on nondiscretionary accruals will result in biased estimates of the coefficient on PART (problem 1).
The Jones Model
Jones (1991) proposes a model that relaxes the assumption that nondiscretionary accruals are
constant. Her model attempts to control for the effect of changes in a firm's economic
circumstances on nondiscretionary accruals. The Jones Model for nondiscretionary accruals in
the event year is:
NDA = a1(1/AT l) + ac2(AREVT)+ a3(PPET),

(6)

where

revenues in year r less revenues in year -1 scaled by total assets at t-1;


gross property plant and equipment in year X scaled by total assets at t-1;
total assets at T-1; and

firm-specific parameters.

AREVT

PPET

AT-1
(XI

a29

c3

Estimates of the firm-specific parameters, (xi, Cx2and ax3are generated using the following
model in the estimation period:
TAt = al(1/A, _) + a2(AREV,) + a3(PPEt) + o,'
where

(7)

Dechow, Sloan, and Sweeney-Detecting

Earnings Management

199

al, a2and a3 denote the OLS estimates of axl, a: and X3 and TA is total accruals scaled by lagged
total assets. The results in Jones (1991) indicate thatthe model is successful at explaining around
one quarterof the variation in total accruals.
An assumption implicit in the Jones model is thatrevenues are nondiscretionary.If earnings
are managed through discretionary revenues, then the Jones Model will remove part of the
managed earnings from the discretionary accrual proxy (problem 2). For example, consider a
situationwhere management uses its discretion to accrue revenues at year-end when the cash has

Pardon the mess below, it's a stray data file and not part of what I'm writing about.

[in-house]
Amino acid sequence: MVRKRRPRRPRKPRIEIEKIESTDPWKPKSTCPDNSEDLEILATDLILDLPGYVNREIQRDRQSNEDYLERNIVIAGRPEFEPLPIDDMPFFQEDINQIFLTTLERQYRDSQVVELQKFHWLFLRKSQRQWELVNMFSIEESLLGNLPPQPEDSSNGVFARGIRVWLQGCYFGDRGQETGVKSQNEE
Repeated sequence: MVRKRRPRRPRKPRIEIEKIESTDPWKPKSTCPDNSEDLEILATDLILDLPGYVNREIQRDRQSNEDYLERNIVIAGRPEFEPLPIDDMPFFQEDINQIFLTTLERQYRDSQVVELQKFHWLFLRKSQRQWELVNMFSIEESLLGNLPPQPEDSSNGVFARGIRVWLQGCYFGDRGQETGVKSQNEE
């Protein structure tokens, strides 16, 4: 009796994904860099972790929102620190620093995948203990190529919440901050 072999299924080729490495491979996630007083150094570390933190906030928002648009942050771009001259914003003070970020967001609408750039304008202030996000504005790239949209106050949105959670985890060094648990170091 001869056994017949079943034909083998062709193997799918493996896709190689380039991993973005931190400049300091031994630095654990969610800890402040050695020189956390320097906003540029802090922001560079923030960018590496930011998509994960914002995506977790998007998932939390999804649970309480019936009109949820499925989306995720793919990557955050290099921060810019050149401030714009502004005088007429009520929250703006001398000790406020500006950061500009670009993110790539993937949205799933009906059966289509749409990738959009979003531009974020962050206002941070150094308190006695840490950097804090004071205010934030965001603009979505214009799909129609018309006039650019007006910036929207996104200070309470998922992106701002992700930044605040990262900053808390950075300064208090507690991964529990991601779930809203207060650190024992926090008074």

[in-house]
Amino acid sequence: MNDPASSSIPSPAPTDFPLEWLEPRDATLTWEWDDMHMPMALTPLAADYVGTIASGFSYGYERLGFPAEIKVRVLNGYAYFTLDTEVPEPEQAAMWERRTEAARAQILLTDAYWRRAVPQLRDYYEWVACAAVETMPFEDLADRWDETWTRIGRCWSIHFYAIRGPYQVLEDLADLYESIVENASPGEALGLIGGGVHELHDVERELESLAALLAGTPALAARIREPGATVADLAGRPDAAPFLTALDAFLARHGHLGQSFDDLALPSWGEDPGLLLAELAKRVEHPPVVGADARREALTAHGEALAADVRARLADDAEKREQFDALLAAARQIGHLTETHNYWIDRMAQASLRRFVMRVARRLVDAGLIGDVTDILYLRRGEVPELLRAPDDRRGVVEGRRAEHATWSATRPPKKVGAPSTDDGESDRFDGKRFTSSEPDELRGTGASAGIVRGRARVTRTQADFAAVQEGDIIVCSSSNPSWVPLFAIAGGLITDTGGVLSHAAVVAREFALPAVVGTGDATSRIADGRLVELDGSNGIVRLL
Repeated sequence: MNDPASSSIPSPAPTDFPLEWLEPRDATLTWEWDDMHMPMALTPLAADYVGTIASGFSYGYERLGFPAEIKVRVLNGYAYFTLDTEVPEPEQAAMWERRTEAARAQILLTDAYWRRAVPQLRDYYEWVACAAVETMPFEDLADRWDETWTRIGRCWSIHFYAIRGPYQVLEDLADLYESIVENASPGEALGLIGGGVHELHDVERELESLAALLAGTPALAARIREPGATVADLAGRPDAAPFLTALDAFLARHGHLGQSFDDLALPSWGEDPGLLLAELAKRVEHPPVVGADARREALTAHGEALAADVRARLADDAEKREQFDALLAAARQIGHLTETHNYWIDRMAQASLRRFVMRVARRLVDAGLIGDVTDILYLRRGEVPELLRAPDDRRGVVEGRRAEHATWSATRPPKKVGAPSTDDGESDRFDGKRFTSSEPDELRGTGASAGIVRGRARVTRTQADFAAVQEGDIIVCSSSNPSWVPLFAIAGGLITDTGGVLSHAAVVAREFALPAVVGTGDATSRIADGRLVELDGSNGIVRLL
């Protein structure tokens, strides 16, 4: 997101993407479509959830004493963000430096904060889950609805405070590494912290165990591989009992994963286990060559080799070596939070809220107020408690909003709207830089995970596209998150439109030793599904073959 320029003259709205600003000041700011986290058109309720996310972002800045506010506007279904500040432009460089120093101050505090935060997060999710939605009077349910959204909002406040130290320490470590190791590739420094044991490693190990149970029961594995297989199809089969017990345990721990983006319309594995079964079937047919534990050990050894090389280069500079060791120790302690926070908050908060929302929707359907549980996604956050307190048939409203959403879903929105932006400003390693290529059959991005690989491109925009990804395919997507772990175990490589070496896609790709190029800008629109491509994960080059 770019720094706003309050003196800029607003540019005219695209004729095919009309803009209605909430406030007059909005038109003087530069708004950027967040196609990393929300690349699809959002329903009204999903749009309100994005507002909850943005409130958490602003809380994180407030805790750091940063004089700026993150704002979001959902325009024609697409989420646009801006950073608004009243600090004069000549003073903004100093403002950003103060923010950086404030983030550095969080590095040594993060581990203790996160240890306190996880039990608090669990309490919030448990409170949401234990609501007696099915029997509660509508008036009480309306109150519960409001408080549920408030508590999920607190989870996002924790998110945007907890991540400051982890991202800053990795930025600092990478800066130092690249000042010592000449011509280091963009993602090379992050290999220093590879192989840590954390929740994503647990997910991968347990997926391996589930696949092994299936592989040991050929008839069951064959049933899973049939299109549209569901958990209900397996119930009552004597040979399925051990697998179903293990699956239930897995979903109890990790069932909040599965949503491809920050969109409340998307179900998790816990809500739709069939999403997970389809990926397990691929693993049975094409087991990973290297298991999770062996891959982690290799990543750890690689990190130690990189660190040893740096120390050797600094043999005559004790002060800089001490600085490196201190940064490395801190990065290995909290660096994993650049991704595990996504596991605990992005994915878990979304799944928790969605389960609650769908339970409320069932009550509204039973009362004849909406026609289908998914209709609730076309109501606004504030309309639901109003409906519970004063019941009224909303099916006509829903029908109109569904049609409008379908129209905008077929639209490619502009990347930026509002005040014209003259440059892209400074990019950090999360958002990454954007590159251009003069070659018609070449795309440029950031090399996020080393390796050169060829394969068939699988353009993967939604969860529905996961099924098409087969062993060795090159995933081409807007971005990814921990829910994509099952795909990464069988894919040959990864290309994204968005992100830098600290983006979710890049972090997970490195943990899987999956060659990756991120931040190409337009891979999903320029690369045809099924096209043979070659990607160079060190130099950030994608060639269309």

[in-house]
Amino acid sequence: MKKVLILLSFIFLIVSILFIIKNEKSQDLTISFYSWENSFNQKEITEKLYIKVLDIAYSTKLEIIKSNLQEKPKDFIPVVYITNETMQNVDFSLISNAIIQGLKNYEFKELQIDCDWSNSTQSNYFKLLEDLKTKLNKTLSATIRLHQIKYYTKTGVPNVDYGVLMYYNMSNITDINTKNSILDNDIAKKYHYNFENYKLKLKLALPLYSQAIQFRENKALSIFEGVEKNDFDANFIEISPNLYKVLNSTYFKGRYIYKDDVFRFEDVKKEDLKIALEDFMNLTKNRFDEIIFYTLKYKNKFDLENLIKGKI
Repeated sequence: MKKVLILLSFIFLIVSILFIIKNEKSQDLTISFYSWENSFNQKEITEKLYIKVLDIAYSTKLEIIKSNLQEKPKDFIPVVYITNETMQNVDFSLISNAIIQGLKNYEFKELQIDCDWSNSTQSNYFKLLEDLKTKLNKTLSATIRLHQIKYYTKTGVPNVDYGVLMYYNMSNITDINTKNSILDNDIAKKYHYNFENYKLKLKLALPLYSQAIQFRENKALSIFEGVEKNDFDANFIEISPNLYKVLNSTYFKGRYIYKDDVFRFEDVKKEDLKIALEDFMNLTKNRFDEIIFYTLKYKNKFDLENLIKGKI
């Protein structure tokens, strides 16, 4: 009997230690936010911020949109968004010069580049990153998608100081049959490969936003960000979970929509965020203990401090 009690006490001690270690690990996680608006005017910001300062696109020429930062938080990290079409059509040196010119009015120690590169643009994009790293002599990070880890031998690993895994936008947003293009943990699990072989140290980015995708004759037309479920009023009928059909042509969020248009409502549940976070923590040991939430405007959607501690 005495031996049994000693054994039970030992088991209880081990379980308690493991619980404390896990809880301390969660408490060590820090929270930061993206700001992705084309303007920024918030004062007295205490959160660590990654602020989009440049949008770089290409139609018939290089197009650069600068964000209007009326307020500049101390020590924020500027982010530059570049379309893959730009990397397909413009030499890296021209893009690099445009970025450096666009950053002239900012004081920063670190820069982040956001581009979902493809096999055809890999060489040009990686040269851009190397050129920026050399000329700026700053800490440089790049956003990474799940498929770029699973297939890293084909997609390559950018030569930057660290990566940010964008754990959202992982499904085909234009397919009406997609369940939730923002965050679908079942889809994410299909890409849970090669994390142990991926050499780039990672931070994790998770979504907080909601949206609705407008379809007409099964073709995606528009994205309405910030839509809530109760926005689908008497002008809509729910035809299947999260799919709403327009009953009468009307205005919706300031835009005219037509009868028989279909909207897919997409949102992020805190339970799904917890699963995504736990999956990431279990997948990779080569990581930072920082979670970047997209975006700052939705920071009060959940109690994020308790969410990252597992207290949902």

not yet been received and it is highly questionable whether the revenues have been earned. The
resultof this managerial discretion will be an increase in revenues and total accruals (throughan
increase in receivables). The Jones model orthogonalizes total accruals with respect to revenues
and will therefore extract this discretionary component of accruals, causing the estimate of
earnings managementto be biased towardzero. Jones recognizes this limitation of her model (see
Jones 1991, footnote 31).
The Modified Jones Model
We consider a modified version of the Jones Model in the empirical analysis. The modification is designed to eliminate the conjecturedtendency of the Jones Model to measure discretionary accruals with error when discretion is exercised over revenues. In the modified model,
nondiscretionary accruals are estimated during the event period (i.e., during periods in which
earnings management is hypothesized) as:

where

- ARECT)+ ac3(PPE)'
NDAT= a1(1/Ar_) + ac2(AREVT

(8)

ARECT = net receivables in year r less net receivables in year t-1 scaled by total assets at t- 1.

The estimates of (xi, Cx2,


and nondiscretionaryaccruals during the estimation period (in
293
which no systematic earnings managementis hypothesized) are those obtained from the original
Jones Model. The only adjustment relative to the original Jones Model is that the change in
revenues is adjusted for the change in receivables in the event period. The original Jones Model
implicitly assumes that discretion is not exercised over revenue in either the estimation period or
the event period. The modified version of the Jones Model implicitly assumes that all changes in
credit sales in the event period result from earnings management.This is based on the reasoning